Santa Cruz Mountains AVA (American Viticultural Area)
The official Santa Cruz Mountains AVA (American Viticultural Area) includes three California counties: Santa Cruz, Santa Clara, and San Mateo. The appellation, which encompasses about 322,000 acres comprises of six sub-regions: Skyline, Saratoga/Los Gatos, Summit, the Coastal Foothills (above Santa Cruz), Ben Lomond Mountain, and Corralitos/Pleasant Valley.
Vineyards and wineries exist throughout the varied topography that includes mountains, sun-drenched valleys, and the foggy ocean coastline. This region is fun to explore because many vineyards and wineries are located on remote, winding roads and mostly hidden throughout this highly regarded and beautiful appellation known for wines that are marked by layers of complexity and rich flavors.
First recognized as an American Viticultural Area in 1981, the Santa Cruz Mountains AVA was unique in being defined by its mountain topography. Some of the vineyards are at elevations of 3000+ feet. The appellation follows the fog line along the Pacific Coast, extending down to 800 feet in the east to the San Francisco Bay, and 400 feet to the west to Monterey Bay.
The very different terrains within the appellation create distinct microclimates depending on the elevation, type of soil, sun exposure or the presence of fog, proximity to the ocean, etc. The individual micro-climates combined with the cool, salt air breezes from the Pacific Ocean contribute to the production of highly concentrated fruit, which lends itself to the creation of superior wines. Warm days and cool nights create the perfect environment for the long, slow ripening of cool climate grapes such as Pinot Noir and Chardonnay. Heartier reds like Cabernet Sauvignon do better inland with warmer temperatures, away from ocean breezes.
Vineyards and Grape Varieties
There are about 200 small vineyards in the appellation grown on only about 1500 acres. The number of wineries and acreage planted with grapes has grown tremendously in the last few years as the area becomes recognized as a premium grape producing region. The individual micro-climates and marine influence contribute to the production of intensely, concentrated fruit, which lends itself to the creation of superior wines. Types of grapes grown are split evenly between four varieties: Pinot noir, Cabernet Sauvignon, Chardonnay, and other varieties such as Merlot and Zinfandel. The region’s vineyards and wineries actively support sustainable practices, and several vineyards are organic.
The Santa Cruz Mountains American Viticultural areas history is rooted in the early 1800s when the Catholic missionaries first planted vineyards in the area now known as Harvey West Park. The missionaries produced an inferior, bitter wine, which the fathers sweetened by adding brandy. Viticulture was set to expand between 1850 and 1880 after loggers stripped 18 million board feet of lumber from the Santa Cruz Mountains, leaving land suitable to farming fruit, in particular grapes as they could be grown in the mountainous region. In 1853, Scotsman John Burns planted the first commercial vines in the county in Ben Lomond. Concurrently, John and George Jarvis established a winery near Scotts Valley they named Vine Hill. After these two local vintners won international acclaim in 1884, the interests in wine-making in the area blossomed. Viticulture in Santa Cruz then took off in the area that is now Pasatiempo Golf Course.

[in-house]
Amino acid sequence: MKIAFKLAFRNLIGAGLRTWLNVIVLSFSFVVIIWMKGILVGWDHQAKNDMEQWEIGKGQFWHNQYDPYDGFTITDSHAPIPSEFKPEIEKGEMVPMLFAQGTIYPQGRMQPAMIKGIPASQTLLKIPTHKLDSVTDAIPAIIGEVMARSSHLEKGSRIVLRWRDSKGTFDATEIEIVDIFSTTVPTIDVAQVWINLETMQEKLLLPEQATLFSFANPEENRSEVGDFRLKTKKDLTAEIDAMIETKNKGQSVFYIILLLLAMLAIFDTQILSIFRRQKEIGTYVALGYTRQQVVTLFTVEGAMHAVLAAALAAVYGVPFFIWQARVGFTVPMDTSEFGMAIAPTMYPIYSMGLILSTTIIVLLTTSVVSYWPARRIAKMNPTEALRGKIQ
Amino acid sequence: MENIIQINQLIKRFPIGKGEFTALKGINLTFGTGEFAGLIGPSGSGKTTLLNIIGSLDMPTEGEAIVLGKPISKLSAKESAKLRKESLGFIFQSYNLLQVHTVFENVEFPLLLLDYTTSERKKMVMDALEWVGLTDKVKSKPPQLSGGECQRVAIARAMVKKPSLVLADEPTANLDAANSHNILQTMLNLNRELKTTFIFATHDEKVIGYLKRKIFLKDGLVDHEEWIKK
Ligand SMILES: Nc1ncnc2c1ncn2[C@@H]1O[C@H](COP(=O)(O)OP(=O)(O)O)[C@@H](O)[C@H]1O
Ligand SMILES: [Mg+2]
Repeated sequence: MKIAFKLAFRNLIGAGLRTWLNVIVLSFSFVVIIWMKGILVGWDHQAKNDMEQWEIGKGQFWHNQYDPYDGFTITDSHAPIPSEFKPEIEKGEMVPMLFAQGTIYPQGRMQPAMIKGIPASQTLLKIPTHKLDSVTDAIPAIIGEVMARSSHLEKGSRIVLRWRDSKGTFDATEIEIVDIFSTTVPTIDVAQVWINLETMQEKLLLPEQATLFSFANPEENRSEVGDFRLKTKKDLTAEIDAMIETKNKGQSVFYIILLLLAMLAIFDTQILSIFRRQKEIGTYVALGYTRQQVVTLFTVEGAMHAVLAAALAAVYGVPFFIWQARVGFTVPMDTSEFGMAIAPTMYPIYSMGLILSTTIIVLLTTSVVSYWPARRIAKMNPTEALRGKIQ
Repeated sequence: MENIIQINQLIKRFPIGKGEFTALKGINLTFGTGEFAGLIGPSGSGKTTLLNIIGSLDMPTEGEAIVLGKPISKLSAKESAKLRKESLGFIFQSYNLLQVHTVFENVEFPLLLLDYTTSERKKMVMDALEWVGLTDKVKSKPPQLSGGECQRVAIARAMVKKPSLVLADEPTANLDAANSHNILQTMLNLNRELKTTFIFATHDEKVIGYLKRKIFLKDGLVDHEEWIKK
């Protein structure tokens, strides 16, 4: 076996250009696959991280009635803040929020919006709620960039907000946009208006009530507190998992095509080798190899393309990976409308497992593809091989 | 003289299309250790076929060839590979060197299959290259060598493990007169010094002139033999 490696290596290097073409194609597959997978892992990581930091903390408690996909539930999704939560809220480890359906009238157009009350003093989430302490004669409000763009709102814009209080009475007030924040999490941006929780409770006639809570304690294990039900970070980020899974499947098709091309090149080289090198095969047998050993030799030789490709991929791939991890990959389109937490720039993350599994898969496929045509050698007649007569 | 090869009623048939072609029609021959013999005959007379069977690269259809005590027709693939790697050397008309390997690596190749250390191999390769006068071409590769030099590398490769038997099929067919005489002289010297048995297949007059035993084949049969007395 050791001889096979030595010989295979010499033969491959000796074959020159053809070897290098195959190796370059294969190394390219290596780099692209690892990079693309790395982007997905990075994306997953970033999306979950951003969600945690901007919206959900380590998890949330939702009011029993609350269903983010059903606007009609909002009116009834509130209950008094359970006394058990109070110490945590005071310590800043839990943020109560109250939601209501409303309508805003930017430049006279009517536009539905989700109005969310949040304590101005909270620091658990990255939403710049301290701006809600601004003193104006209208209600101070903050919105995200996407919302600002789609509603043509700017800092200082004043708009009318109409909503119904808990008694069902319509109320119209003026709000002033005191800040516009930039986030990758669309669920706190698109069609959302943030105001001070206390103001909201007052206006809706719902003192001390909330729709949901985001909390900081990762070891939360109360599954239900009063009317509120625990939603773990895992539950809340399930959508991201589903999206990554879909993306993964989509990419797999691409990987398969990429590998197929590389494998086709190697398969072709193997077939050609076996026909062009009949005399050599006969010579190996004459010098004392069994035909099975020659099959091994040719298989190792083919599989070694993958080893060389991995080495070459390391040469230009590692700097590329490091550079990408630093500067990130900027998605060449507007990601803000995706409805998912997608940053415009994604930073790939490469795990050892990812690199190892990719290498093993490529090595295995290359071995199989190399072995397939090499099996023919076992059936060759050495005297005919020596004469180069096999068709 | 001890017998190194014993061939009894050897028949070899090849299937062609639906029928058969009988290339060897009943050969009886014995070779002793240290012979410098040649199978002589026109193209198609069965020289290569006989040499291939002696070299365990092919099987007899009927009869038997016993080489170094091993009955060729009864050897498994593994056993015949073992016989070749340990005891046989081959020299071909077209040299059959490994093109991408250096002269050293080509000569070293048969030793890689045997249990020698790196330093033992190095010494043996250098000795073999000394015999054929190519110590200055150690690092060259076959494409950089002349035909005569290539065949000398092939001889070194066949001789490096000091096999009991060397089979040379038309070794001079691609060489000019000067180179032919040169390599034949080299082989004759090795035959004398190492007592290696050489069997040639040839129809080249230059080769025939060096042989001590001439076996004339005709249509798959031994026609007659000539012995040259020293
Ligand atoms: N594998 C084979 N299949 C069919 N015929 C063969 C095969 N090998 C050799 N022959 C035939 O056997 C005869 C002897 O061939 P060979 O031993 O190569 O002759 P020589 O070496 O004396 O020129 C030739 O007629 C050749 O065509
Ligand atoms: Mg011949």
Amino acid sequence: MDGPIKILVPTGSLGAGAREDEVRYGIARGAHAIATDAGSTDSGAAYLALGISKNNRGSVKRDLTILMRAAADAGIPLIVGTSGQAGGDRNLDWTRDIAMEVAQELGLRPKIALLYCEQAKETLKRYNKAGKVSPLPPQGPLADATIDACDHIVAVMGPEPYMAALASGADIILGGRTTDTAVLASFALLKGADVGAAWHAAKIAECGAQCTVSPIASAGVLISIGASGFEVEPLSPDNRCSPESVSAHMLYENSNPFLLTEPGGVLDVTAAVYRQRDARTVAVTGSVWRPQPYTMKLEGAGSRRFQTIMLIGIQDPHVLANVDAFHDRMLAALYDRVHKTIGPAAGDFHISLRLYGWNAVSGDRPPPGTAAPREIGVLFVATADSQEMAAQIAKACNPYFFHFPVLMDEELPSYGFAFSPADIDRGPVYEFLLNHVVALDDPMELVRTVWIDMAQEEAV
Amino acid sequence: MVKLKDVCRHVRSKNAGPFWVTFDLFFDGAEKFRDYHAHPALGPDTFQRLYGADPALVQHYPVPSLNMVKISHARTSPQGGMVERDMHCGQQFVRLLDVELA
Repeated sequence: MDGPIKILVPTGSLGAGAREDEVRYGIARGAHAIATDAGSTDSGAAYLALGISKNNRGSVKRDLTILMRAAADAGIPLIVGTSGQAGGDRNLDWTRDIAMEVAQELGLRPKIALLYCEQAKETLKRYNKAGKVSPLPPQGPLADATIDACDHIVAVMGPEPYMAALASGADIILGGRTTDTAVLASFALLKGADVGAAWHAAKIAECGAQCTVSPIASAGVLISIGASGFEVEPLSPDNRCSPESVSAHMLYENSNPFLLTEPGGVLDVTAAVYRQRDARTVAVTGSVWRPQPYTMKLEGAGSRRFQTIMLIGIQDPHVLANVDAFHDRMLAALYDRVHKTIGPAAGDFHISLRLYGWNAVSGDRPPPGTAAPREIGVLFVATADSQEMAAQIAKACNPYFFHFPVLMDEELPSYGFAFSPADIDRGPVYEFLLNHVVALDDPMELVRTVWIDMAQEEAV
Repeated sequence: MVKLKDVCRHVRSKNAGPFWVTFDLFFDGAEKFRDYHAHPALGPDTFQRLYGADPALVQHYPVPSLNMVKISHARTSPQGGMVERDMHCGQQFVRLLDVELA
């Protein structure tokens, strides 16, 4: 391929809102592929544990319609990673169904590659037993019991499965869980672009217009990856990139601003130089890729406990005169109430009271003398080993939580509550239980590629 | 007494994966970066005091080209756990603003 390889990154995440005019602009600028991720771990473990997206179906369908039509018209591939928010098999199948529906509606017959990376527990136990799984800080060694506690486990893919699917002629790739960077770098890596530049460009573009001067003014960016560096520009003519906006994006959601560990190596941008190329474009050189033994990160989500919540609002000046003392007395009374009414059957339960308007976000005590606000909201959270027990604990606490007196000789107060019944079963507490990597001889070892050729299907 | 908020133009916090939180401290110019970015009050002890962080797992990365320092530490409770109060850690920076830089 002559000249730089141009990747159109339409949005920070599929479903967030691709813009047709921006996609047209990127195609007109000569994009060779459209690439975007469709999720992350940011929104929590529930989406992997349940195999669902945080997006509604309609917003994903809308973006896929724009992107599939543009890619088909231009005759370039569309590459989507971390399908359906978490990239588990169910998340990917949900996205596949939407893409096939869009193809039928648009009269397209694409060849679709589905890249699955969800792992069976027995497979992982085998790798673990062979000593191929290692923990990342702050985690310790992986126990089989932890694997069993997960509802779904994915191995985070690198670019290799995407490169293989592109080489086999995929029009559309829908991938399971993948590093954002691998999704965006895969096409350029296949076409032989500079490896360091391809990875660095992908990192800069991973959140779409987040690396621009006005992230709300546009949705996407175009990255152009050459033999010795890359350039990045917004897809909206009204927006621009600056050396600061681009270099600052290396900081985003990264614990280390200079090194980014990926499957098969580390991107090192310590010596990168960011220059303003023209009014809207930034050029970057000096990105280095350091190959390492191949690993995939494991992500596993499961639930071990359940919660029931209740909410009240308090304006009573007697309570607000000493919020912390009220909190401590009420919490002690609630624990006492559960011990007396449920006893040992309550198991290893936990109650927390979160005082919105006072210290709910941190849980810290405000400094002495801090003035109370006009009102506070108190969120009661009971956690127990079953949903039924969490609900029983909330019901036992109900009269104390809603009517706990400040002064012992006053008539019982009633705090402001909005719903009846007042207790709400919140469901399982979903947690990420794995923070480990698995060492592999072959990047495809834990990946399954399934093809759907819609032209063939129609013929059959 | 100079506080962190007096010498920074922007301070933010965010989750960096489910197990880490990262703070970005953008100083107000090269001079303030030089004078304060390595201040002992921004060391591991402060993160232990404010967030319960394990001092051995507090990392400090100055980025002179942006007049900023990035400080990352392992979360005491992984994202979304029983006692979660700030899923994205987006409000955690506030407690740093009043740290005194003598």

By the 1870s there were 16 vintners in Santa Cruz County. The wineries of the Santa Cruz Mountains started to receive awards and recognition at the international level. Ben Lomond Wine Co., operated by William Coope, and Stewart won prizes at World’s Fairs in Paris in 1889, Chicago in 1893, and San Francisco in 1894. Vine acreage increased fivefold in the Santa Cruz Mountains in the 1880s.
Quality Santa Cruz Mountains wines came from Santa Clara County and San Mateo County as well. However, prohibition soon marked the end of California’s first quality wine district of international repute. Prohibition began in 1919, forbidding the “manufacture, sale, or transportation of intoxicating liquors” and lasted until December 5, 1933. Afterward, growers began replanting fine wine variety vineyards, but it was decades later that modern winemaking was adopted, enabling the Santa Cruz Mountains to regain its status among the premier wine growing areas in the country.